My research interests concern the effects of ocean acidification on the processing, cycling, and structure of dissolved organic matter (DOM). Since preindustrial times, atmospheric carbon dioxide (CO2) is released to the atmosphere by human fossil fuel emissions. About half of this CO2 is absorbed by the world’s oceans where it forms carbonic acids and ultimately leads to ocean acidification. This in earth’s history comparatively rapid change in seawater chemistry has potential impacts on the dissolved organic carbon pool that is stored in seawater. The total amount of DOM in the oceans is higher than all living biomass and it plays a key role in the marine food web. Changes in concentration or composition can potentially impact this function and affect its ability to store carbon. Ocean acidification is a potential driver for these changes.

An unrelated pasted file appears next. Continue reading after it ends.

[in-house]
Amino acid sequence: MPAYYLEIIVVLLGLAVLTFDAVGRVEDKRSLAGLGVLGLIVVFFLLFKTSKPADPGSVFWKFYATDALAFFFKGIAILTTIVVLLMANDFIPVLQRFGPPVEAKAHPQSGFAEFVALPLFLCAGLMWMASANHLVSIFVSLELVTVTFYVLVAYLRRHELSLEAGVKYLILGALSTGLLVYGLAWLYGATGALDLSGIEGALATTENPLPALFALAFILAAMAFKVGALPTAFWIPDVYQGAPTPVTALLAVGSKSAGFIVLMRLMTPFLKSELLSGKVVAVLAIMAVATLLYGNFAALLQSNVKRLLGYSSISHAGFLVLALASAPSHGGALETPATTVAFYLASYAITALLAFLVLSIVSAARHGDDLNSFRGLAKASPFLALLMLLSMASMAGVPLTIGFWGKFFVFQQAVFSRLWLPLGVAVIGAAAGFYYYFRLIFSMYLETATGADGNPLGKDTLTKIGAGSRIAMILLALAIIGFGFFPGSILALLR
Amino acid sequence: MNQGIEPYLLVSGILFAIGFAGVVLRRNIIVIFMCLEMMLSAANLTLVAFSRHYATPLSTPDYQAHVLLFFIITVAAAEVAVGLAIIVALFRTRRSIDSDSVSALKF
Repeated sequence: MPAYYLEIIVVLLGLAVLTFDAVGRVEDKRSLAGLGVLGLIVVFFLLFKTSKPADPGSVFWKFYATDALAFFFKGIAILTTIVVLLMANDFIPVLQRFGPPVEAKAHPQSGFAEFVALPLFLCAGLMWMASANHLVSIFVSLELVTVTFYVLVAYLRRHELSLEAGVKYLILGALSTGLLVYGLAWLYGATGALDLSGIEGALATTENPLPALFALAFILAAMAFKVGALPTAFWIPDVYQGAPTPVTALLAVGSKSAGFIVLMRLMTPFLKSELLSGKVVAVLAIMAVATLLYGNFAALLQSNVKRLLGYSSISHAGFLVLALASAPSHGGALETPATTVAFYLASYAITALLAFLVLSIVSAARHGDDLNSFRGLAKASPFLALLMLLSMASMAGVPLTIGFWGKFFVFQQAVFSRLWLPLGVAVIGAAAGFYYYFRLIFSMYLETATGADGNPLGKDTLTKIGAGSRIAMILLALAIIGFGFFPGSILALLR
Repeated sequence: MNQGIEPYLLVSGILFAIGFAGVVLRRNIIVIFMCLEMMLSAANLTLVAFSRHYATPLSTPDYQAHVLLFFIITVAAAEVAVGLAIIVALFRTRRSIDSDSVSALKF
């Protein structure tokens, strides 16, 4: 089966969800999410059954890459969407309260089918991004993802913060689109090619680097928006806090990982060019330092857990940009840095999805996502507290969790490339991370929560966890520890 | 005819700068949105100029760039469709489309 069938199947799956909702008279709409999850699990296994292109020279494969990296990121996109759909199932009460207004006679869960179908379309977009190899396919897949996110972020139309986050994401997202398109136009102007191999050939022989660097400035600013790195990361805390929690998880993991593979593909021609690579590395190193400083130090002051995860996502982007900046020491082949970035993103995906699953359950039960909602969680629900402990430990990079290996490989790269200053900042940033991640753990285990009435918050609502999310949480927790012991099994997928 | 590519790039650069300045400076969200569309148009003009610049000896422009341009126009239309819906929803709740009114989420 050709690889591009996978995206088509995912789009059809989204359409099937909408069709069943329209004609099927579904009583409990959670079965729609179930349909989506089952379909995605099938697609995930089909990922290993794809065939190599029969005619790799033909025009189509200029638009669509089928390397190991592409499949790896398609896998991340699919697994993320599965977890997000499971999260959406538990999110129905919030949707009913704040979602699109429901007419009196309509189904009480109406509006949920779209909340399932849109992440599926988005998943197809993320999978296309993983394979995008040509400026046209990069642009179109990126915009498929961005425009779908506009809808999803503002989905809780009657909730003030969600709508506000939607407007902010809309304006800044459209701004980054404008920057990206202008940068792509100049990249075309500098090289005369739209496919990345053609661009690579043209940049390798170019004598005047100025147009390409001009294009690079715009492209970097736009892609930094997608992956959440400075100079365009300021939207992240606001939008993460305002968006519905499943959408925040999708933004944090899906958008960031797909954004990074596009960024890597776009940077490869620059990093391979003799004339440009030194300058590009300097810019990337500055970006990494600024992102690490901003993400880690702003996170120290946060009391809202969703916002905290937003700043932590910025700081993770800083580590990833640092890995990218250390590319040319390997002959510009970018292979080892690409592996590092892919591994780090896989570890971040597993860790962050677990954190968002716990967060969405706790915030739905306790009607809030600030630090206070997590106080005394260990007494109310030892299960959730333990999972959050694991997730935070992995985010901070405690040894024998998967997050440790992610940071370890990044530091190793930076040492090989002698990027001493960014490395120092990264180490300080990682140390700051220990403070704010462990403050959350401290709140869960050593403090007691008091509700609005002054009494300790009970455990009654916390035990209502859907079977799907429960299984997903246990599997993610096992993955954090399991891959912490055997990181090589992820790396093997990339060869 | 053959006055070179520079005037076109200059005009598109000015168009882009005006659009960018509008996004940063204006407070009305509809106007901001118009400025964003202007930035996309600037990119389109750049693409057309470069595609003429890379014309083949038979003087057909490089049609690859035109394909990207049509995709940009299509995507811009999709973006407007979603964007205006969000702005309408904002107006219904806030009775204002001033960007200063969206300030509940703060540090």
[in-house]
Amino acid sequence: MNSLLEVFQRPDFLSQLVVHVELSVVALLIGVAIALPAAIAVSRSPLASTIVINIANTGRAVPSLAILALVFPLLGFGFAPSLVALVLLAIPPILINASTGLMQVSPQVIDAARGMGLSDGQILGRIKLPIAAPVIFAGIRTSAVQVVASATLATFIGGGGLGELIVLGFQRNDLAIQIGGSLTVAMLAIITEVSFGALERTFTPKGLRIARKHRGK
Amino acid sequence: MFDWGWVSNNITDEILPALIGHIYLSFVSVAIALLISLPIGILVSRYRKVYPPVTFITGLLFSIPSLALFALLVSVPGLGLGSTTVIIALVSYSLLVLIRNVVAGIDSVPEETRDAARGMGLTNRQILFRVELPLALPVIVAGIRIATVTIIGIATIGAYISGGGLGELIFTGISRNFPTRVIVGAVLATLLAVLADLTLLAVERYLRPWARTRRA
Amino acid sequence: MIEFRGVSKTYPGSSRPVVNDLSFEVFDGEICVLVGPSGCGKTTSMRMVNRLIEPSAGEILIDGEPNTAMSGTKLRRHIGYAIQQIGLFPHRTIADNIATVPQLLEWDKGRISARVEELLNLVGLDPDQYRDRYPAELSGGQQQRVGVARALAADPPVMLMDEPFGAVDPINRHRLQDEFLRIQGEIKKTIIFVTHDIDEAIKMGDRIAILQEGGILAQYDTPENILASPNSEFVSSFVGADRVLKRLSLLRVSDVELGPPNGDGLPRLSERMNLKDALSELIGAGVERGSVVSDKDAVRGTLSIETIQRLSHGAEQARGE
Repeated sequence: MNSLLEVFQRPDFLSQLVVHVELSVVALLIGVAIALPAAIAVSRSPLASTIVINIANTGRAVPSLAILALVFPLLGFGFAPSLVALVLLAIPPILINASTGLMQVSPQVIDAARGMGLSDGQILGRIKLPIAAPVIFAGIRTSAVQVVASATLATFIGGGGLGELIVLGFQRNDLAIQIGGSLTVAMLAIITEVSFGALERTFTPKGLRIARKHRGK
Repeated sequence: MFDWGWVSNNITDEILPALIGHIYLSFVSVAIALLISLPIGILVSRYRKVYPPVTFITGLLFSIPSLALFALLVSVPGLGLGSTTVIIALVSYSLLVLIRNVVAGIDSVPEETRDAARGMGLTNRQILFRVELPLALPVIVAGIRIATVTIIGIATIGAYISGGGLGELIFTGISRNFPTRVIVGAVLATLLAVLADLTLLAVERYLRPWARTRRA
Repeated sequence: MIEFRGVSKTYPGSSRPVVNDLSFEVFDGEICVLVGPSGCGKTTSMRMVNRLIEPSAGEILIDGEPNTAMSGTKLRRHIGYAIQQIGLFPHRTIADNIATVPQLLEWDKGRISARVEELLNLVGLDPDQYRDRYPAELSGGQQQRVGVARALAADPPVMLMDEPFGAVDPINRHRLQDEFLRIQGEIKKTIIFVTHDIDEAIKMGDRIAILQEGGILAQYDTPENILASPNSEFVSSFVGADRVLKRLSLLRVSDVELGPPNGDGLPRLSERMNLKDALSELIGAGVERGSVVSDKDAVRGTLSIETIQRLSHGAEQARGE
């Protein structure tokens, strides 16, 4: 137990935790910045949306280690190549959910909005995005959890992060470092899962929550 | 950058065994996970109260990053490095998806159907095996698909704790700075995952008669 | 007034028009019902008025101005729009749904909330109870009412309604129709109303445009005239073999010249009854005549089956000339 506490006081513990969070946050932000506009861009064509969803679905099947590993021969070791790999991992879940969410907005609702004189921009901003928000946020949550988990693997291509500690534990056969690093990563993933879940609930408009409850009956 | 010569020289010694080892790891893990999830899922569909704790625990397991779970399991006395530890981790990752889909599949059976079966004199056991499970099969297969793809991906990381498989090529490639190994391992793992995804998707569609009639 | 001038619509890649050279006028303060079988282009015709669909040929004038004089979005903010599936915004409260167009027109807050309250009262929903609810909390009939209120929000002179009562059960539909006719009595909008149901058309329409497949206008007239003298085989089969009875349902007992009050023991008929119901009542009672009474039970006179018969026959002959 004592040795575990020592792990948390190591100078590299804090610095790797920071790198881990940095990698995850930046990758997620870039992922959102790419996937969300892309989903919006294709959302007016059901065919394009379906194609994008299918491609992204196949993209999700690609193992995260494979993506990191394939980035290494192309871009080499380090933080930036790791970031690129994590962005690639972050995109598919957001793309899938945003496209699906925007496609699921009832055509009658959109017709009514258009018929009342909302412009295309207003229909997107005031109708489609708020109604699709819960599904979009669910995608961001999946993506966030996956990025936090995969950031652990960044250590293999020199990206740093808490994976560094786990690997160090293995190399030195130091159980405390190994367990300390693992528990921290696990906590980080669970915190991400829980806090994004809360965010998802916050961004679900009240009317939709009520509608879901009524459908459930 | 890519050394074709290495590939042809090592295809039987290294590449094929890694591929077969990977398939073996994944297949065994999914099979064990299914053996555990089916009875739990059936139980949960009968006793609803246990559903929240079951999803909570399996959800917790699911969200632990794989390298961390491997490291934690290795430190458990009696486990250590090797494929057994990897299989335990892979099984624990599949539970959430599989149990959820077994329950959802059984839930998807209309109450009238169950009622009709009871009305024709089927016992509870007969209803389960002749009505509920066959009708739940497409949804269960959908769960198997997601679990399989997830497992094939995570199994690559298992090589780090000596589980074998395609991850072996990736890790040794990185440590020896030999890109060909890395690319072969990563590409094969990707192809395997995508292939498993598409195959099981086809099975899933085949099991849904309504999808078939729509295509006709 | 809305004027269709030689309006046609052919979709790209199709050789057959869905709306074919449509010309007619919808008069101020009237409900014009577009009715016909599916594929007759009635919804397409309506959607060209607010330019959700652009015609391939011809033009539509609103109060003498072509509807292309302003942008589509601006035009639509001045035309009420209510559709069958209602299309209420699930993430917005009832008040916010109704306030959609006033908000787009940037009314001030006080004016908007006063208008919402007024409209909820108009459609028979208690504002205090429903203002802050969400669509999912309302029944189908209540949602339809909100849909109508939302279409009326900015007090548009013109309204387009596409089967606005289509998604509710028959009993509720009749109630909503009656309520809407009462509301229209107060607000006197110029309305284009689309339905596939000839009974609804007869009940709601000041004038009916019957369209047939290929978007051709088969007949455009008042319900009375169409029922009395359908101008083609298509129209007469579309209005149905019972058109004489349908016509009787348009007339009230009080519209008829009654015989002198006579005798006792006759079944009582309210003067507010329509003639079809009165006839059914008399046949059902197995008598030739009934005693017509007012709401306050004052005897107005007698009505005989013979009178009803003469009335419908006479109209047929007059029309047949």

I am further interested in structure determination of dissolved organic matter, which represents a highly complex mixture of presumably millions of compounds. My main focus in this context are fragmentation experiments using ultrahigh resolution mass spectrometry (FT-ICR-MS).
“The tea of the sea” www.onearth.org/earthwire/ocean-acidification-carbon-storage